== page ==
The mass delusion of financial crazes

Mary Kate Miller
January 23, 2018
15 min read
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Bitcoin. Bitcoin. Bitcoin. Lately, you’ve probably been hearing a lot about it.

The cryptocurrency has been making a lot of waves as of late, with news of skyrocketing prices, enormous returns on investments, and then declines that are just as rapid. As the bitcoin craze takes over the minds of those transfixed by the idea of making a quick buck, we’re looking at how Bitcoin stacks up against some of history’s biggest financial crazes (and their inevitable busts).

Tulip mania

As far as financial crazes go, this one was probably the most beautiful. Back in seventeenth-century Holland, a fervor for tulips took hold of the financial markets in what is now commonly referred to as “tulip mania.” It all began in 1594 when tulips were first brought from Turkey to Holland. The new flowers had an air of novelty that drove up the prices. As tulip mania took hold, people began dealing in bulbs. The specific numbers are difficult to calculate for how high prices got during tulip mania, which lasted from 1634-1637. However, according to Investopedia, at their highest, you could trade a single tulip for an entire estate, and at their lowest, a tulip was the same price as an onion.

Of course, eventually, people decided to sell and cash in on their sweet, sweet tulip cash. As more and more people sold, the prices dropped. Dealers didn’t honor contracts, and people were forced to realize that they’d traded their homes for a plant.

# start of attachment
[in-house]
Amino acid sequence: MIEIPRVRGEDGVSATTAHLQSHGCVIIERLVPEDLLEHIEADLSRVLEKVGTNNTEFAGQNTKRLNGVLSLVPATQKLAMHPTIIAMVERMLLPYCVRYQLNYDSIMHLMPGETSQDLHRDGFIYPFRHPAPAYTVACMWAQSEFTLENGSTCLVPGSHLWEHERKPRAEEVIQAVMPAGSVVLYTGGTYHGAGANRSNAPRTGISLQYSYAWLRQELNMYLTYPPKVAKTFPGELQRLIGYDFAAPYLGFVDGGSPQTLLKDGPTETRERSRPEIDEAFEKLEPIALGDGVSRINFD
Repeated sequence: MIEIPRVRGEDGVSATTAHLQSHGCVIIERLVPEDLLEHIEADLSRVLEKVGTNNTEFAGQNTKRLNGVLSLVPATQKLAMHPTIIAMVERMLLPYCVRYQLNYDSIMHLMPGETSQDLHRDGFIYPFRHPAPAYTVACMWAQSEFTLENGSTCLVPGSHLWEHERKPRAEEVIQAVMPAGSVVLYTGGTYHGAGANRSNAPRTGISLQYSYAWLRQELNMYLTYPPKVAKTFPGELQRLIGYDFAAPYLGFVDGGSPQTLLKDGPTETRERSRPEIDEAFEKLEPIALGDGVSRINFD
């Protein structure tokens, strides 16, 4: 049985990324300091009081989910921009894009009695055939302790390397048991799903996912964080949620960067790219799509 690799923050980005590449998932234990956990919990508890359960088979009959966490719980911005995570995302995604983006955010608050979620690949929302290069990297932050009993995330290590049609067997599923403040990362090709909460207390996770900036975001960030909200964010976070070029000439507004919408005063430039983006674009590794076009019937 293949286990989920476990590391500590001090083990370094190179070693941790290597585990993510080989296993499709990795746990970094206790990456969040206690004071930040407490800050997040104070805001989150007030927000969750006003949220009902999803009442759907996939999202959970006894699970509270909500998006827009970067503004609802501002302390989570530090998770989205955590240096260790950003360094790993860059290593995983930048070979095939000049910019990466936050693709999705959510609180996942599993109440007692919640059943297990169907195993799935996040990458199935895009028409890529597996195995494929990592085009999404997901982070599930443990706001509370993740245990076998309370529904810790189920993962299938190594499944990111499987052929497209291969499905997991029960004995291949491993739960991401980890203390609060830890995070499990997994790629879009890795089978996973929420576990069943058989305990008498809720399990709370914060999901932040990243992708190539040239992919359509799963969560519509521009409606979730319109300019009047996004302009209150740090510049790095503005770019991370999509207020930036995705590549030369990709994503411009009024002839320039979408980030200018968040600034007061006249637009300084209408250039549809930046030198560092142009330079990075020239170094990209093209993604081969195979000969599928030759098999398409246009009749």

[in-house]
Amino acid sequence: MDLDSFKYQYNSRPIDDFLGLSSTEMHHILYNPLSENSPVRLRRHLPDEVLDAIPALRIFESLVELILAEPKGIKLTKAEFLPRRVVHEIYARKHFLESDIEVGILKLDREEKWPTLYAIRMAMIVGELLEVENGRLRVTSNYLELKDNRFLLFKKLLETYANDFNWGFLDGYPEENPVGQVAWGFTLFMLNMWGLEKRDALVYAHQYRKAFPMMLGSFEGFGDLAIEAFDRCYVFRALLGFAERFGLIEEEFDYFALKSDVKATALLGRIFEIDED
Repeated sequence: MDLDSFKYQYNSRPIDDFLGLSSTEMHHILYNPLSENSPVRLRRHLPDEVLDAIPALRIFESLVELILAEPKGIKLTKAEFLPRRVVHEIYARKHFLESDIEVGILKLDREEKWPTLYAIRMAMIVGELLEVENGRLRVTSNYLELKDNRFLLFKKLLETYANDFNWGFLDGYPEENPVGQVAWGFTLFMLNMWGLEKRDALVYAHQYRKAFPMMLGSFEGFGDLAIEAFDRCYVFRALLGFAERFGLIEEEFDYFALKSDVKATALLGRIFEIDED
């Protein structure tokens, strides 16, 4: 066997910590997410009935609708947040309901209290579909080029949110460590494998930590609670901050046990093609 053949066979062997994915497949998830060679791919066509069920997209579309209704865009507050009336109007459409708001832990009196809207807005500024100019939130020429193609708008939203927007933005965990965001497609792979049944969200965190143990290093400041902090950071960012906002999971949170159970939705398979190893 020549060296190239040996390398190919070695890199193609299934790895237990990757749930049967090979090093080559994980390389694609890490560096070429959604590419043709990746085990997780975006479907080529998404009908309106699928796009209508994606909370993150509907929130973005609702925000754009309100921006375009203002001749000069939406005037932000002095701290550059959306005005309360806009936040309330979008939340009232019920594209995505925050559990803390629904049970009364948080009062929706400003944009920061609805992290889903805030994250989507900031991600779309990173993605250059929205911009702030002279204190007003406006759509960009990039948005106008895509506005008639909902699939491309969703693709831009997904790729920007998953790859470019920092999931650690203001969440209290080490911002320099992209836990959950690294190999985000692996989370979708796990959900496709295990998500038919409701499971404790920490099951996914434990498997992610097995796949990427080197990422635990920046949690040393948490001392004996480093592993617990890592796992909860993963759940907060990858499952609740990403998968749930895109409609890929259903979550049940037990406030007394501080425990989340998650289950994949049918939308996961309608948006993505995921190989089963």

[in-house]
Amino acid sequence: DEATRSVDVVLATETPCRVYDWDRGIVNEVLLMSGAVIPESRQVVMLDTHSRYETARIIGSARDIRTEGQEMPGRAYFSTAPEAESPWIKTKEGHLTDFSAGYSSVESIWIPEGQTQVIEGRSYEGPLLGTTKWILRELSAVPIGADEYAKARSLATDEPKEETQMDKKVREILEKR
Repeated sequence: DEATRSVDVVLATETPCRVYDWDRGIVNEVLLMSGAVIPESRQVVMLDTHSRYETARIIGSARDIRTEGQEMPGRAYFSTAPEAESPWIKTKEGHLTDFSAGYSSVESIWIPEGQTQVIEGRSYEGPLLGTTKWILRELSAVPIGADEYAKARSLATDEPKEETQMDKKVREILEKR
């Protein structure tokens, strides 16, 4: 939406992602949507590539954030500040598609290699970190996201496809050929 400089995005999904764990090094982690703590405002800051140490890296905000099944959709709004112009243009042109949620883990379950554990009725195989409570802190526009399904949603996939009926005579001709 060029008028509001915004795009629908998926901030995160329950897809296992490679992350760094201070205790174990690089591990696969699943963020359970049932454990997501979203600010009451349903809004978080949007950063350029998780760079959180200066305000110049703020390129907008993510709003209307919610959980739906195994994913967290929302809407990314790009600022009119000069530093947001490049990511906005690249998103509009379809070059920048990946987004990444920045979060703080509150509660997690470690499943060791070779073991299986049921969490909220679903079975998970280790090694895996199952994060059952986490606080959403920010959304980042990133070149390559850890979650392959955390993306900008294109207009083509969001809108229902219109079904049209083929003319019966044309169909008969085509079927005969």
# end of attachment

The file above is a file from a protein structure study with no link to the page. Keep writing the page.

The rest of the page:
Given their recent arrival in Holland, novelty drove much of the short-lived tulip mania. Those looking for a similar equivalence might be reminded of the Beanie Baby craze in the late 90’s, where people paid outrageous sums for the tiny, stuffed toys. (Full disclosure: this writer’s mother hand sewed a replacement Beanie Baby that had been destroyed by a dog for a whopping $800, so that shows you something about the quality of goods that were being traded.)

South sea bubble

The South Sea Bubble was a complicated event in the eighteenth century that essentially came down to a bank staking its future on the outcome of a war – then relying on false advertising to spike prices. In 1711 England, the South Sea Company was founded, and it was supported as a Tory alternative to the Whig Bank of England. Things were looking good because they were promised a monopoly on all trade to the Spanish colonies in South America.

Sounds great, right? When do monopolies on trade in entire confinements backfire? It turns out that the answer is when that trade is tied to the outcome of the War of Spanish Succession (1701-1714). When the Treaty of Utrecht ended the war, Spain was given sovereignty over trade in its colonies. This drastically changed the outlook for the South Sea Company. Once its ability to trade in South America was curtailed, the South Sea Company had to look elsewhere.

In 1720, the company spread false rumors of their success, spreading stories of their South Sea riches. As a result, stock prices boomed. They went all the way from 128 to 1050 at their highest. Eventually, though,  investor confidence waned, and the stock prices plummeted.

1929 stock market crash

If there’s one craze you know, it’s probably going to be this one. The 1929 crash, which led to the Great Depression, was one of the biggest financial crises in history. But how? But why?